Suzanne is obsessed about finding out the verified reason behind Franny’s death; unconvinced that she just drowned. After weeks of research, Suzanne was certain that the cause was from the Irukandji jellyfish. Days after Franny’s death, Suzanne began to be more detached to her school life. After a presentation about the Irukandji jellyfish, her classmates started calling her ‘medusa’. Suzanne was very passionate about the subject and all the events that happened in her life made her go a little derange, which was part of the reason why the nickname was made. After what everything had happened, Suzanne “had already decided: [she] wasn’t going to make conversation. Not that night, and maybe never again” (70). The loss of her best friend caused depression and made her close off the whole outside world. This was such a big problem even her parents started to lose hope. They brought Suzanne to “Dr. M. Legler, child physiologist” (54). Even these sessions couldn’t help Suzanne, she still refused to speak. Each session was exactly the same, silence.

A devastating incident will change the way people act. Suzanne used to be a bright, bubbly character, but she had become depressed and deranged, too determined to find out truth. The fact that Suzanne decided to not speak isn’t that big of a problem, she is still the same person she used to be on the inside. The only difference is that she is obsessed with the death of her best friend, Suzanne is not able to let go of the reality of what had happened. “They are moving silently, endlessly, all of them, through the darkness of the sea” (111) The incident changed Suzanne’s life, and so did the new discovery of the Irukandji.




The Bargaining


The book cover is based off the novel The Bargaining by Carly Anne West; it is filled with quotes that shares the theme of the thrilling adventures of the protagonist, Penny. This novel is about Penny and her stepmother April needing to repair an abandoned house known as the Carver House. This house is set deep in the forest of the North Woods where haunting memories and secrets are revealed. The theme of the story is to make things right when you get the chance, don’t dwell on the past and live in regrets. In the story, Penny has myriad regrets in life; letting an innocent girl get beaten up for something she didn’t do, choosing to be Rae’s friend then causing internal pain. These memories haunted Penny, made her see things and hear whispers calling her name in the woods; getting herself stuck in a hole of guilt and fear. So by musing over the past won’t change anything, the only way is to make things right because it’s never too late. *Spoiler alert Penny soon learnt this lesson as written letters and reappearing hallucination begins to appear.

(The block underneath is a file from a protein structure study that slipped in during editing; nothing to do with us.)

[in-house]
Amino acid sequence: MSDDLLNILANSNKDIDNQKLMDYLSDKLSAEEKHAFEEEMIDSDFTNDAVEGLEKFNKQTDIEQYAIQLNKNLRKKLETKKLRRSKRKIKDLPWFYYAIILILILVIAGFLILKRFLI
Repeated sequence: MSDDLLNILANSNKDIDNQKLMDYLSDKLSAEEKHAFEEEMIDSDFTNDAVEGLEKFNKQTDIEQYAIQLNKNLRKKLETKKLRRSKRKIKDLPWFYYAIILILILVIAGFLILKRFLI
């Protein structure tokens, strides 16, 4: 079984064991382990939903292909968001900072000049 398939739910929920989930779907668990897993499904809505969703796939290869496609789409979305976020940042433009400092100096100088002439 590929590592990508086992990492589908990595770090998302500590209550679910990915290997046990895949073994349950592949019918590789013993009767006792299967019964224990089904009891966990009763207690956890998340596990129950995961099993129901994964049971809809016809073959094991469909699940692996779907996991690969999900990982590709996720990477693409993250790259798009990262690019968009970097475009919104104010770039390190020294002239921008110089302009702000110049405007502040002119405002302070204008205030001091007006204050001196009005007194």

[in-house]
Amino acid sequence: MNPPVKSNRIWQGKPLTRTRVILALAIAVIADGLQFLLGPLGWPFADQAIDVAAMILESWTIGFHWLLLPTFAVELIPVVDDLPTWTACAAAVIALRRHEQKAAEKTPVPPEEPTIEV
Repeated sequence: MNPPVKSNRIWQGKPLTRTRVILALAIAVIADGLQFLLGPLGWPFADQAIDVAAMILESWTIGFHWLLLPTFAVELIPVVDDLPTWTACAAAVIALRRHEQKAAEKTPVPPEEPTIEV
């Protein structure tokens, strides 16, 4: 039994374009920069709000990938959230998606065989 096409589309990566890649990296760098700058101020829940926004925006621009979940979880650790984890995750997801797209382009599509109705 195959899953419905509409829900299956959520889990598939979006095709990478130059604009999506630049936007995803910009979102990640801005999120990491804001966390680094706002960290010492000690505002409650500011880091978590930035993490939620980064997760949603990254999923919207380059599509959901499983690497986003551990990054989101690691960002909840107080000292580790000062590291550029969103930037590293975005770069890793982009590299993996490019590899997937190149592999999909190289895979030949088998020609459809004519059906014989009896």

The book cover I created was made on the website Canva. For the cover, I used a picture of a forest as the background because the most of the story is set in the North Woods and this information is vital. This was where the theme starts to unravel and where Penny’s thrilling adventures begins and ends. The locks I added to the branches of trees portrays the hidden secrets that each character withholds, then adding the phrase “The secrets behind the Carver House” shows that the main situation that needed to be solved was the history behind the house. The selected quotes are phrases from the novel about the relationship between Penny and Rae. The quotes also represent the theme of regret and guilt which are also the conflicts Penny encounters throughout the captivating novel.

Pinterest. N.p., n.d. Web. 28 Sept. 2016. 

Canva. N.p., n.d. Web. 28 Sept. 2016.

Yahoo. N.p., n.d. Web. 28 Sept. 2016.

Behind the Secrets

“The fact that neither of her parents wants to deal with her is nothing new to Penny” (West). She pushes through, ignoring the reoccurring conversations her parents have. This situation does not affect how Penny lives her life. Penny is a courageous, independent and percipient character who has numerous characteristics and complication she faces that makes the novel “The Bargaining” by Carly Anne West, captivating throughout the haunting mysteries of the Carver house.

In the novel, Penny’s parents recently got a divorce and she currently lives with her dad, her stepmother April, and her stepbrother Rob. This situation forces Penny to be able to learn how to survive on her own; being more independent.  The exposition of the story was when Penny was forced into going on a road trip with April during the summer. When they took a break from driving, Penny lost sight of her, “[she looked] back towards the jeep. Still no sign of April” (West 58). In this scene, Penny began to search for her April in the woods; hearing voices in the forest of trees frightened her, yet she still continued to look for her. To remember the paths, Penny “[used a tube of lipstick and drew] a daggered red X across the bark of the tree” (West 59). When people are alone and are feeling anxious, they tend to forget about basic skills. However, Penny controlled her emotions and focused on finding April using her existing knowledge to help guide her. This part of the story shows us that Penny is a percipient character who knows how to take care of herself independently; also showing the reader her compassion for helping others in need.